The Apophatic God is not the God of Scriptures

Plotinus is called the first systematic theologian.  Considering himself Plato’s interpreter, he systematizes metaphysical theories about the One found in Plato’s Parmenides, The Republic, the Sophist, and the Second Platonic Epistle.  A typical systematic theologian will have explanations of the non-communicable attributes of God.  These attributes of God the Father—immutability, simplicity, aseity, ineffability, omnipresence, omnipotence and impassibility—are the attributes of the Plotinian god.  The early Church Fathers borrowed these attributes from Plato and later from Plotinus in the remaking of the God of Scriptures.

Plotinus is the extreme example of the apophatic method of theology.  All of the attributes of
god (the One) are developed from his negative language about god.  His apophatic method exceeds Aquinas’ four types. Not only is it impossible to speak about God without the use of negative language, but the very being of God is in question.

Aquinas assets even negative language can express intellectual and conceptual definitions about God.  Plotinus claims even negative definitions, including the name “one” is really not proper.  The One cannot not even be called a “being” it is “beyond being.”  [1]The concept of “beyond-being” was not an invention of Plotinus. Parmenides would identify being not as material substance but as the identification of thought with being.  The “to on”, the existing thing, of Parmenides was not the beings seem in the real world.  The real world beings were corruptible and passing away.  Real being “to on” did not pass away and was invisible.  Plato would write his treatise called “Parmenides” after the philosopher, and posit three forms of “the One.” Plotinus would build on his ideas to establish his own version of the One.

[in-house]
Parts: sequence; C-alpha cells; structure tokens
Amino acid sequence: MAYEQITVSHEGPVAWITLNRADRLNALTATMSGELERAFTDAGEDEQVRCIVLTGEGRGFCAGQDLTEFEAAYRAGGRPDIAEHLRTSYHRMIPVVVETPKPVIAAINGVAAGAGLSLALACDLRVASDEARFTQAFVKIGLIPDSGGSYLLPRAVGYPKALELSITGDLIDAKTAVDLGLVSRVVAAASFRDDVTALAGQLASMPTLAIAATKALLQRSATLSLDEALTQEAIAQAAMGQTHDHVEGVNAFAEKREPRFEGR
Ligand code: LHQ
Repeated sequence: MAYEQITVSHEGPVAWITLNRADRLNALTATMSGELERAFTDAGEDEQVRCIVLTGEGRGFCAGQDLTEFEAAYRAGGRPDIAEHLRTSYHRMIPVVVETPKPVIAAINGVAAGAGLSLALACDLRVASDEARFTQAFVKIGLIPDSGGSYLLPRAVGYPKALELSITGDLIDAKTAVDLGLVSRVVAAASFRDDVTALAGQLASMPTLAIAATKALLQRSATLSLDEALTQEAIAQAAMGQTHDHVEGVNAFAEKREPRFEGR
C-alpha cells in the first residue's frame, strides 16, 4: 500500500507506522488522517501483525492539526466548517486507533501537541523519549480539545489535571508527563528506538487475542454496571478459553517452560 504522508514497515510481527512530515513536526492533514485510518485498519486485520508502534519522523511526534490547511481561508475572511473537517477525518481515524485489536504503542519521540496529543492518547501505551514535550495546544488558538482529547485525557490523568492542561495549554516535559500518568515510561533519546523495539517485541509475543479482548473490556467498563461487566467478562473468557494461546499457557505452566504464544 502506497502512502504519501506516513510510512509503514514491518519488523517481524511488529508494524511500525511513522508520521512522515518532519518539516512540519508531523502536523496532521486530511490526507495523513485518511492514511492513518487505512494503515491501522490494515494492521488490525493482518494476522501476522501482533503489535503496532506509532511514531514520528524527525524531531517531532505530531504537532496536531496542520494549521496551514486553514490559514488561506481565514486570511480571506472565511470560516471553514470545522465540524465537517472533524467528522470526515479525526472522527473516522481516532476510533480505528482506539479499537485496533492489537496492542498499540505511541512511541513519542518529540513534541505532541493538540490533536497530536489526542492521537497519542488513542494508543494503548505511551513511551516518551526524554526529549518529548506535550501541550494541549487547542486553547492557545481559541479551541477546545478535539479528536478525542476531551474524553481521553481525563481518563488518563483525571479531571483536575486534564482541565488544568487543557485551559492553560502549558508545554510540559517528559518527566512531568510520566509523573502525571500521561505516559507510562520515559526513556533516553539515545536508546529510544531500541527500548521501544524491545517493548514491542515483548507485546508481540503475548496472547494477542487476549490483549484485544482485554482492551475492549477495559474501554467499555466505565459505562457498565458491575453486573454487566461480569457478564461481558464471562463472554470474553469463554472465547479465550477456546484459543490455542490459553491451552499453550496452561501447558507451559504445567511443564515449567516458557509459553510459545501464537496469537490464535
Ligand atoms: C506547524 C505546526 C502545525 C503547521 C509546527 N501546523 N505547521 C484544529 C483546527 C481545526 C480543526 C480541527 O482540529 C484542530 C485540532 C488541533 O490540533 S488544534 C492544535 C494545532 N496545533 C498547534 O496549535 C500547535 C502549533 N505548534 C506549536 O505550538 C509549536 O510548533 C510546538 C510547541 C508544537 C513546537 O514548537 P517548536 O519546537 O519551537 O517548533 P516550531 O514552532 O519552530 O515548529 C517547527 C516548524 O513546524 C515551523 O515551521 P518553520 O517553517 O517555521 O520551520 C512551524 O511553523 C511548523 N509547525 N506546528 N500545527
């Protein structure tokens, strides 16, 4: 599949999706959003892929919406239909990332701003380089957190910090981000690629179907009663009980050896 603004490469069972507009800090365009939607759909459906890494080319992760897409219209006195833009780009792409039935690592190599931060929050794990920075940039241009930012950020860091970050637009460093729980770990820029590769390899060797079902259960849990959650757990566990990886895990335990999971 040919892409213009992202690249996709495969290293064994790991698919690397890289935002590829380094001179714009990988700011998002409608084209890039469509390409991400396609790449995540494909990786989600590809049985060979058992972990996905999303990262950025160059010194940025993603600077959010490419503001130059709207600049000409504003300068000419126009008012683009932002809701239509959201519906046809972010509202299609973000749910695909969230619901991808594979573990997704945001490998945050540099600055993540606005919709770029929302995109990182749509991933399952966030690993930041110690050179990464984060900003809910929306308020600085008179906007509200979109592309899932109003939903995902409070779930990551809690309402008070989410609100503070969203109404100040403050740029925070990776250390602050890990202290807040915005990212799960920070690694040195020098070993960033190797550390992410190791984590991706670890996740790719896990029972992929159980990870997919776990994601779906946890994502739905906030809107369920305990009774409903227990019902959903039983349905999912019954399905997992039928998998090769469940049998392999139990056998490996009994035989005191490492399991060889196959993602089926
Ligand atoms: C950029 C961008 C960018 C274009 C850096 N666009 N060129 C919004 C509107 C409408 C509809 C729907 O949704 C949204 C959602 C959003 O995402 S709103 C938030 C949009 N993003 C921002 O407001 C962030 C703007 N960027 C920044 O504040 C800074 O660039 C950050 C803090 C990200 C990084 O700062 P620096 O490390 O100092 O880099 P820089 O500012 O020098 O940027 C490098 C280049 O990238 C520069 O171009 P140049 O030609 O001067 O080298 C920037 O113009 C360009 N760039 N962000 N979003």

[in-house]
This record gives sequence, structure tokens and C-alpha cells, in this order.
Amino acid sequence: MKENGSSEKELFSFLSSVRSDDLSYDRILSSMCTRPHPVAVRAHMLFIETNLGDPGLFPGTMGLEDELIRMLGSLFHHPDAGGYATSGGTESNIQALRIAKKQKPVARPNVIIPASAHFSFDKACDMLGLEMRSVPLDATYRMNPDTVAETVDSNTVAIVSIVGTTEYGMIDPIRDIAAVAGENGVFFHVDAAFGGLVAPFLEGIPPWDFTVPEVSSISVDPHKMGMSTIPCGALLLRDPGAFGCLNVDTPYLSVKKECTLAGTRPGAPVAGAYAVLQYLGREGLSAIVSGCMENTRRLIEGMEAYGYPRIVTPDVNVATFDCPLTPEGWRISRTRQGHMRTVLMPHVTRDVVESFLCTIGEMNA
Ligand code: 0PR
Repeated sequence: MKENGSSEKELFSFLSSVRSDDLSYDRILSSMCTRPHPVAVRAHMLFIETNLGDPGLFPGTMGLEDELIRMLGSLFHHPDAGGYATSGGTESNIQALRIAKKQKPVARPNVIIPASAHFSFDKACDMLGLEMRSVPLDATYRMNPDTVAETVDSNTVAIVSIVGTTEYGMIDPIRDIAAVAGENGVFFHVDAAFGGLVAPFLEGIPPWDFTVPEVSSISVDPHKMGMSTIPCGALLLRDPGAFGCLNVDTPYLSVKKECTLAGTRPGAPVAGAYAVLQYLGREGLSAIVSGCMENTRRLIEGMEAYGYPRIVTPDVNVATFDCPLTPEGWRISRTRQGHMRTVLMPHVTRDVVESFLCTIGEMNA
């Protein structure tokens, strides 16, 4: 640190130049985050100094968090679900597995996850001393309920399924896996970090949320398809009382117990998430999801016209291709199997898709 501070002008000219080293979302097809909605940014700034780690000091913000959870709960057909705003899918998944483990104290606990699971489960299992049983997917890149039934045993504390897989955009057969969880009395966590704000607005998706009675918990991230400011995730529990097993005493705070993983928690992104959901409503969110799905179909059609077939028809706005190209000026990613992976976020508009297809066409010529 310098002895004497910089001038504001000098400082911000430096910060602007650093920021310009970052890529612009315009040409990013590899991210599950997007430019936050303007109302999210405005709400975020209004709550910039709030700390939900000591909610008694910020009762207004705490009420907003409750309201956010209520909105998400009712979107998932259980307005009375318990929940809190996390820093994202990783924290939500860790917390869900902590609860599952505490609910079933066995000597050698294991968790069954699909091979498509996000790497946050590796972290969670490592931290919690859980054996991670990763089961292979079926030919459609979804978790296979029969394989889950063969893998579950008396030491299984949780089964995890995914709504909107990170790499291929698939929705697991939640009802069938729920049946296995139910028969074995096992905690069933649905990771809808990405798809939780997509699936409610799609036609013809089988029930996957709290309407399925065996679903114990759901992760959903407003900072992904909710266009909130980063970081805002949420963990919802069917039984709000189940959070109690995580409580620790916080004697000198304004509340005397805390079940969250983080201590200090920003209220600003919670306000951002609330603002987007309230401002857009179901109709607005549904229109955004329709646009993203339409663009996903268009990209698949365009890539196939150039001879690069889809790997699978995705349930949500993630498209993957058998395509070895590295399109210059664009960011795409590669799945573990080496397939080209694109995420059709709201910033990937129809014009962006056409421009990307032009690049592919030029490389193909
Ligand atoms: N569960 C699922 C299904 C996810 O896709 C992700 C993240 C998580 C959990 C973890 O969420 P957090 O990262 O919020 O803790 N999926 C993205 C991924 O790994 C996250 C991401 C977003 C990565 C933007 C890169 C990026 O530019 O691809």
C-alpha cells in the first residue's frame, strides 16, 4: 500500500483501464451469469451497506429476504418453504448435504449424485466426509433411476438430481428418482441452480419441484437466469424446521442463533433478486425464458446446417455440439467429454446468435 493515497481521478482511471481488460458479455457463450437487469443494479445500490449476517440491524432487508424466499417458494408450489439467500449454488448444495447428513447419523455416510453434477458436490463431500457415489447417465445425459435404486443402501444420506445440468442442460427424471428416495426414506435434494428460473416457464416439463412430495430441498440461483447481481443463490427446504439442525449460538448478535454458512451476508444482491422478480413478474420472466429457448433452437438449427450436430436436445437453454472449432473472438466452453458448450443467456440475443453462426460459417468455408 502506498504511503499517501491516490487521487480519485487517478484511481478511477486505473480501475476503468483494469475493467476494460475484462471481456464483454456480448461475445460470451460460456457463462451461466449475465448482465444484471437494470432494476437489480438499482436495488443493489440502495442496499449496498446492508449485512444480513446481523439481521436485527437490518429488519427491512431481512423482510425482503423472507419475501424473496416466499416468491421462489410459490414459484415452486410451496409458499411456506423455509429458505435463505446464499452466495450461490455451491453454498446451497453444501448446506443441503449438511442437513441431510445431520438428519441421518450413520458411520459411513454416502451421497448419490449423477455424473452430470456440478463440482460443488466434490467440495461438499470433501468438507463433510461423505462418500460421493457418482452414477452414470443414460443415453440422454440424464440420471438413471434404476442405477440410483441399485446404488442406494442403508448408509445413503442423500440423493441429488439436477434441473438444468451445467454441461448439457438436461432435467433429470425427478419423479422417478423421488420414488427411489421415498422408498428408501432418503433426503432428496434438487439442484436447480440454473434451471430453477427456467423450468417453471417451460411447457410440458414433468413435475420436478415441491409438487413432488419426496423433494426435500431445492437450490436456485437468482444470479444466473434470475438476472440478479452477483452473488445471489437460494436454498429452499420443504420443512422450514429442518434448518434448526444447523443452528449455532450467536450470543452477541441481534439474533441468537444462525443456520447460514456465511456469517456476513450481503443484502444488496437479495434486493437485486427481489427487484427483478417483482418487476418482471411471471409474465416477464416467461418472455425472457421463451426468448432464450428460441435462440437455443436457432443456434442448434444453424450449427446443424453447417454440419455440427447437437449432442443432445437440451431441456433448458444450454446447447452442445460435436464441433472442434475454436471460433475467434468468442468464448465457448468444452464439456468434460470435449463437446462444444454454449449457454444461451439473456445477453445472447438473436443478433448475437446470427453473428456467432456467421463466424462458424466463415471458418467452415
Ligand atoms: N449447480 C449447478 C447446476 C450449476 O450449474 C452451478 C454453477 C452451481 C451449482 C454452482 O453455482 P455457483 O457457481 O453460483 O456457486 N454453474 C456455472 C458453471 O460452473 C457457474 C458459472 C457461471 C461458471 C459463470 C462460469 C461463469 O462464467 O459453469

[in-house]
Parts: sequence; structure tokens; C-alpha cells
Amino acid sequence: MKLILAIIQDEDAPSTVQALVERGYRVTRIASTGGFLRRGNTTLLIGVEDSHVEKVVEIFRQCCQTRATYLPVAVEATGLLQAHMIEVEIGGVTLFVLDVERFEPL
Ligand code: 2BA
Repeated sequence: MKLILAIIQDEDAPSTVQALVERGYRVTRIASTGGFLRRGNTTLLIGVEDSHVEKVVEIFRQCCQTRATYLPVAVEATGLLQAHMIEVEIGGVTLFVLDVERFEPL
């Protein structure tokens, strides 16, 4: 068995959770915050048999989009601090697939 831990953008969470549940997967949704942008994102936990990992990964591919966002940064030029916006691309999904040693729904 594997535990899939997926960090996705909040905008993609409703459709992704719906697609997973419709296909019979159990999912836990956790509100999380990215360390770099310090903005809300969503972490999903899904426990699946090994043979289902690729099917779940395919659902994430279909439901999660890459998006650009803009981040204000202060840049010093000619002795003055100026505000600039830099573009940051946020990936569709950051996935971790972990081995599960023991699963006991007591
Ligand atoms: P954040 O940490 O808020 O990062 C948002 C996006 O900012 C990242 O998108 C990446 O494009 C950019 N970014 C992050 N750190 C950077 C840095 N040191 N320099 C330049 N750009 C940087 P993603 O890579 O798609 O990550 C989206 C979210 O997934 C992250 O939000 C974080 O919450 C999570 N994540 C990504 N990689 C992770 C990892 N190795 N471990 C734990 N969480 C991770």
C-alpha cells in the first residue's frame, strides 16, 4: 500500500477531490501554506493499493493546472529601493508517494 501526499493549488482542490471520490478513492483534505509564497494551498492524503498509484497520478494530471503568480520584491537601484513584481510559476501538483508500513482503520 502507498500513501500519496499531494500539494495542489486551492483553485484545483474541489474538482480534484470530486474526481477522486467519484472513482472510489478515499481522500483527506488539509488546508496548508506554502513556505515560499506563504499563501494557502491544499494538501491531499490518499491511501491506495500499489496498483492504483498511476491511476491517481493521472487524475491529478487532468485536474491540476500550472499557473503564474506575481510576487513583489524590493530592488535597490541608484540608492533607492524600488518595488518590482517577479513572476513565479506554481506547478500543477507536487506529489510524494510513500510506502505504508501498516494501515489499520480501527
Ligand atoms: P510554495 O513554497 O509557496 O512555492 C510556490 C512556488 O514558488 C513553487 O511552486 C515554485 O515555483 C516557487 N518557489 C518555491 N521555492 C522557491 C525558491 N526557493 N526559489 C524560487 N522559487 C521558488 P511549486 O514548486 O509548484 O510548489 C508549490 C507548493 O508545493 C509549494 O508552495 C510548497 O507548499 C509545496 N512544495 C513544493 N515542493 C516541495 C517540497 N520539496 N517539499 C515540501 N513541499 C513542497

To say the One is “beyond-being” or as in other contexts the One is nothing, Plotinus believes the One is “not a thing.”  The One exists but the one is not any being.  It is not a being because the One created being and is before being existed.  Since “being” is always caused by something and it impossible to have an infinite chain of causes, there must be something that was not caused.  This is the One.

Plotinus describes the One with a series of negative assertions. In his treatise entitle “Physics” Aristotle would make observations on what could be said of something.  This is called Aristotle’s  ten categories of predication:

1)      substance (ousia) or

2)      quantity (ποσον) or

3)      qualification (ποiον) or a

4)      relative (προς τι) or

5)      where (που) or

6)      when (ποτε) or

7)      being-in-a-position (κεισθαι) or

8)      having or (εχειν)

9)      doing (ποιον)  or

10)  being-affected. (πασχειν)

As an example: man is a substance, six foot is a quantity of man, white is a qualification of a man, a man is larger than a ant is a relative attribute, where is man is at home, when man is here on Sunday, the man is sitting is a being-in-position, man is having if he has shoes on, a man who is cutting bread is doing, and man is being burned is being-affected.

The last nine categories are called accidents because they change and may or may not be in every substance.  Since god does not have any being, he cannot have any accidents.  This concept of having no accidents is fundamental to a lot of arguments in the defense of the Classical Western Christian attributes of God.  Since Thomas Aquinas perhaps best explains the significance of the argument: